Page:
And as it turns out, apparently only the second of the two games here will be on TV, and that will be on FSN Prime Ticket on Saturday night in Los Angeles (10 p.m.). The first game, which starts in about five and a half hours, will be available on KABC radio 790 AM.
Speaking of which, after we returned from the Great Wall yesterday, we had a welcome receptions in which several MLB officials, Chinese dignitaries and celebrities (Jet Li, included) were on site. While this was going on, KABC’s Doug McIntyre was hosting his morning show live from a room nearby in the hotel, so he had special guests stop by throughout, including Frank McCourt, Joe Torre, Bud Selig and Dave Winfield, among others. If you missed that, you can tune into Steve Mason on 710 AM at 3 p.m. to hear Frank McCourt, who recorded an interview yesterday for today’s show.
It’s extremely early in the morning, as a group of us are planning to visit Tiananmen Square before we head to the ballpark. Here’s the lineup for the first game ever played on Chinese soil:
George Lombard, RF
Chin-lung Hu, SS
Andruw Jones (CF) – and don’t forget to check out his blog from China
Matt Kemp, DH
John Lindsey, 1B
Lucas May, C
Terry Tiffee, 3B
John-Ford Griffin, LF
Ramon Martinez, 2B
Chan Ho Park, P
And back on the other side of the world in Vero Beach…
More from Wukesong Stadium later today…here are the game notes for the series. Download game_notes.doc
We finished our first workout this morning and it’s quite a circus here, but in a good way. There’s so much going on at once, from media requests, press conferences, meet and greets with the Chinese National team (managed by former Dodger Jim Lefebvre) and the actual workouts themselves. I’m underneath the stadium in a small office posting this before we take off for the Great Wall with most of the team.
We’ve added yet another blogger, Andruw Jones, to the mix, as he’ll be sharing his thoughts throughout the trip to China. Plus, don’t forget that Tommy Lasorda is blogging from Vero Beach while he manages the team over there. And if you think the Dodgers have a lot of blogs, get this – I was reading up on the plane and at last count, they believe there are 35 million blogs in China, with some websites that translate the most popular ones. That’s some serious bloggage.
More great news, too. You all can watch the China games in Los Angeles this weekend. Our partners at KCAL and FSN have stepped up to help get this done, so Friday night at 10:05 p.m., turn on KCAL and Saturday night at the same time, tune into FSN Prime Ticket. As it currently stands, Friday will be the audio live from Rick Monday and Charley Steiner, while Saturday will be Steve Lyons and Kevin Kennedy from the studio in LA.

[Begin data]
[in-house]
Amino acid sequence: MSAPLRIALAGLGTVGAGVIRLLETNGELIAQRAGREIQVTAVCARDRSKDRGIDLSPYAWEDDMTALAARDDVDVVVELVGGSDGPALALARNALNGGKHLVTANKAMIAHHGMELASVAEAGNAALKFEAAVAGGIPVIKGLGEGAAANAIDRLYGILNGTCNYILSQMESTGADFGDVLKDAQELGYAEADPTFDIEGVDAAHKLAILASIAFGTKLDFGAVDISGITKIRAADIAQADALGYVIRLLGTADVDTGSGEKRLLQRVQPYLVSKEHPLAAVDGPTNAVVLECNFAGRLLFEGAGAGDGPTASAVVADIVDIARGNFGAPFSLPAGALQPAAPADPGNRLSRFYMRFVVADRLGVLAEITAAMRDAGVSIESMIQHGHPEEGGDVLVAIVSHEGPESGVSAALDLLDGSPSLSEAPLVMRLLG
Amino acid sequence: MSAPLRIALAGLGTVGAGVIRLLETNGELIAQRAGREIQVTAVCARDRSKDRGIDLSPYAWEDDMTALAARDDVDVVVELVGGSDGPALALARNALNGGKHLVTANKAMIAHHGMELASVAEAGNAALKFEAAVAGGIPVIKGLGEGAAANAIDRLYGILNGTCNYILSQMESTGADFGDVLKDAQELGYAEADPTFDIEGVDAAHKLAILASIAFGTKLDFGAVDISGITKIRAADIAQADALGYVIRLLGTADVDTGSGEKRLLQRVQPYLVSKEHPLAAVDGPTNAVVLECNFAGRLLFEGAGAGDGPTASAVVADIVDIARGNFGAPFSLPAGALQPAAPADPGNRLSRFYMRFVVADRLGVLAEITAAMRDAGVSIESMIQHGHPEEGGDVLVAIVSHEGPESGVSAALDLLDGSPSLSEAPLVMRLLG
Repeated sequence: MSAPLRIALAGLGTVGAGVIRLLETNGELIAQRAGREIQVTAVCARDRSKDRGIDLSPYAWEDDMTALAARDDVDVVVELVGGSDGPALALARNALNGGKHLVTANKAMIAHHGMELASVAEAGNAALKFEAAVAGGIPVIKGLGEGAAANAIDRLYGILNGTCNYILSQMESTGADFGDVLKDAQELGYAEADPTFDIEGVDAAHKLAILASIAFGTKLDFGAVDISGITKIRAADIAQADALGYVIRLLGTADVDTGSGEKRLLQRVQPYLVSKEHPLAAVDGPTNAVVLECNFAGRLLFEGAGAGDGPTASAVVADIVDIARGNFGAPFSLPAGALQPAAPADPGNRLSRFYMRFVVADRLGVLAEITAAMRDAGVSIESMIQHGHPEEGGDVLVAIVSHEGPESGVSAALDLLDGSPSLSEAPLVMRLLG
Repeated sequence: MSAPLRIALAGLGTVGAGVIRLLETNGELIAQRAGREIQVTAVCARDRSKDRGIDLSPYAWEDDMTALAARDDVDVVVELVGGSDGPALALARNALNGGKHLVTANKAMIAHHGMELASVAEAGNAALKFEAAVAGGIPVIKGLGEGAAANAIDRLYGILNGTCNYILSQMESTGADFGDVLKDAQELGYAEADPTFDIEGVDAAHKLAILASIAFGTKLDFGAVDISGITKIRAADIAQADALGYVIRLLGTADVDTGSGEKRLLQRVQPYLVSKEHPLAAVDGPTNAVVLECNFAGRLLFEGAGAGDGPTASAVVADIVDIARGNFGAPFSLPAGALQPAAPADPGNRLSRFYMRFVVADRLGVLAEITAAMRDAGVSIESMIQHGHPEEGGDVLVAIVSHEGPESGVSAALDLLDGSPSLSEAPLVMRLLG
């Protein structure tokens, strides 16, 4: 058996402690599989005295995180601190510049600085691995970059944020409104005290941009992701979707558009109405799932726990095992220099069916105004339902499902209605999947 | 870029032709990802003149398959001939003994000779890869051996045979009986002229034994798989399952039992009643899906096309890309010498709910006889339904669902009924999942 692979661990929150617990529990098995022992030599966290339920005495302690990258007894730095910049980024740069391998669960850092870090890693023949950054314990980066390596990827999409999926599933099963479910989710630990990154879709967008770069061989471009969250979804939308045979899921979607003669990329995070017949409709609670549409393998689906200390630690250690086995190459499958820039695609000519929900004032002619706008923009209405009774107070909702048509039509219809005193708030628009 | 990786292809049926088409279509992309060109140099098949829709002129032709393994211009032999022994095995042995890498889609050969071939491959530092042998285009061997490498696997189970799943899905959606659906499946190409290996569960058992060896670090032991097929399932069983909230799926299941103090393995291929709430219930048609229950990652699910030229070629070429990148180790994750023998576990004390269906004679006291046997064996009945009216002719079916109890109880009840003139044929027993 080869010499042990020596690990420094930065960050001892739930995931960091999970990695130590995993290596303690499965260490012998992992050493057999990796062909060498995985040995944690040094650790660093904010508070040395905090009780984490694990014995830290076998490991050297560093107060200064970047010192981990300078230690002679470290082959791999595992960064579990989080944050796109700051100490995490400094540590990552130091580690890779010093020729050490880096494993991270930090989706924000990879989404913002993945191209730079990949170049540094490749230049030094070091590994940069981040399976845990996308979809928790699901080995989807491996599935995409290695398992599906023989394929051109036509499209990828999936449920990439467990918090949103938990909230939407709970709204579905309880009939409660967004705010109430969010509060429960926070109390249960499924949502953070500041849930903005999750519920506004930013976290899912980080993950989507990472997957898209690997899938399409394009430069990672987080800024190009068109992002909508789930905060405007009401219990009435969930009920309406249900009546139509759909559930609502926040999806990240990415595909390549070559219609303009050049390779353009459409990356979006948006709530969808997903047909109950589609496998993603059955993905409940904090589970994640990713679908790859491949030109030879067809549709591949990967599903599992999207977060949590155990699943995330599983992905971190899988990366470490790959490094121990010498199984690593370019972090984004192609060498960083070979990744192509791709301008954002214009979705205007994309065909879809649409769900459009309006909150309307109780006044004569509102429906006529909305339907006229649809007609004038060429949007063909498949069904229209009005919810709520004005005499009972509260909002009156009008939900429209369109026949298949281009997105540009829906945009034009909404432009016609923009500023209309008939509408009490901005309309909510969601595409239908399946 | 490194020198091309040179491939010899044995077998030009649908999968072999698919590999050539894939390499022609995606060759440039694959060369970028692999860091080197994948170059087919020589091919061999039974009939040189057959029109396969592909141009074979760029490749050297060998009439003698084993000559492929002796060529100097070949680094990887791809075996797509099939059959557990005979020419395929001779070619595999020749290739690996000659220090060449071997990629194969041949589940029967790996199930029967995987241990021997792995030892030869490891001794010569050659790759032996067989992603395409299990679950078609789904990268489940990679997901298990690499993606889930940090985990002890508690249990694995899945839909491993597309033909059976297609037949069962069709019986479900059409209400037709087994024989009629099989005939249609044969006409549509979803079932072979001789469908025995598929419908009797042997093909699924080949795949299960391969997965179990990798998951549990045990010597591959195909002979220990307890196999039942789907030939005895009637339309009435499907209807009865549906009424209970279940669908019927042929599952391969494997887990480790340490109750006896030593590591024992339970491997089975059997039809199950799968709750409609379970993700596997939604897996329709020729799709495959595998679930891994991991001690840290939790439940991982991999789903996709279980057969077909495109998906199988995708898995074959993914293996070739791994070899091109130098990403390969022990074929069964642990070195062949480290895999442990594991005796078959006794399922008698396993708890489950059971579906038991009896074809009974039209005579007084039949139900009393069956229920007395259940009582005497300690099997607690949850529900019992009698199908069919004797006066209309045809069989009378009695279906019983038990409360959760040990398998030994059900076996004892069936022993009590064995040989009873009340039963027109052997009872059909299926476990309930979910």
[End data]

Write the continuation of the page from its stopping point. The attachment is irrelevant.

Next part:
Kevin actually emailed me a bit ago to say that he was one of the coaches that came over here in 1984 when the Dodgers conducted the first clinics in China. He was a minor league manager of ours, so it’s come full circle for him.
I’m sure there’s more that I’m forgetting already…I know at one point on the flight, I was in the cockpit with the two pilots, Andruw Jones, Matt Kemp, Ramon Martinez and Brian Falkenborg. Brian actually stayed in there for the landing, which he said was pretty cool. I guess that’s a benefit to being on a charter.
And finally, ast night when we arrived, Jon SooHoo, Scott Akasaki, Kim Ng and myself went off exploring on our own and wound up in a part of town where no one spoke English. We wound up eating a dinner at 11 p.m. that was selected by pointing at pictures on a menu and it was certainly a memorable experience for us and the waiters, who got a kick out of our cluelessness. But, this trip is as much about experiencing other cultures as it is about sharing baseball with China, so we’re all very excited about the trip to the Wall.
If the Great Wall is wireless, you’ll hear from me there. Um…yeah. Chances are, you’ll see another post very late tonight in China, which will be early Friday morning in L.A.
We are now in Beijing, 15 hours ahead of Los Angeles. Plenty of thoughts to share, but we’ll start with the hero who got us here, Scott Akasaki, our team travel manager. As I mentioned, he’ll be adding to the blog this year and here’s his first post…
TEAMWORK, SEATTLE AND REST
Putting together the first two Major League Baseball games in China has not been easy. It has been the work of a small army of people working in collaboration from such cities as Los Angeles, San Diego, New York, Peoria, Vero Beach, Beijing, and Tokyo. The games, the travel, the hotels, the sightseeing, Chinese visa procurement, and all the other detailed logistics have been a collective effort – from concept to fruition, the groundwork set forth has been complex and has involved every level of cooperation, understanding, and patience.
Amongst all the work put in by everyone involved, I can only offer a singular viewpoint to the China Series – that of the Dodgers’ Traveling Secretary. To say the least, there have been many phone calls, e-mails, text messages, and long days putting the Dodgers’ team travel together. Over the next few days, I hope that I can provide you, the reader of this blog, with some different insight into how I view the China Series experience.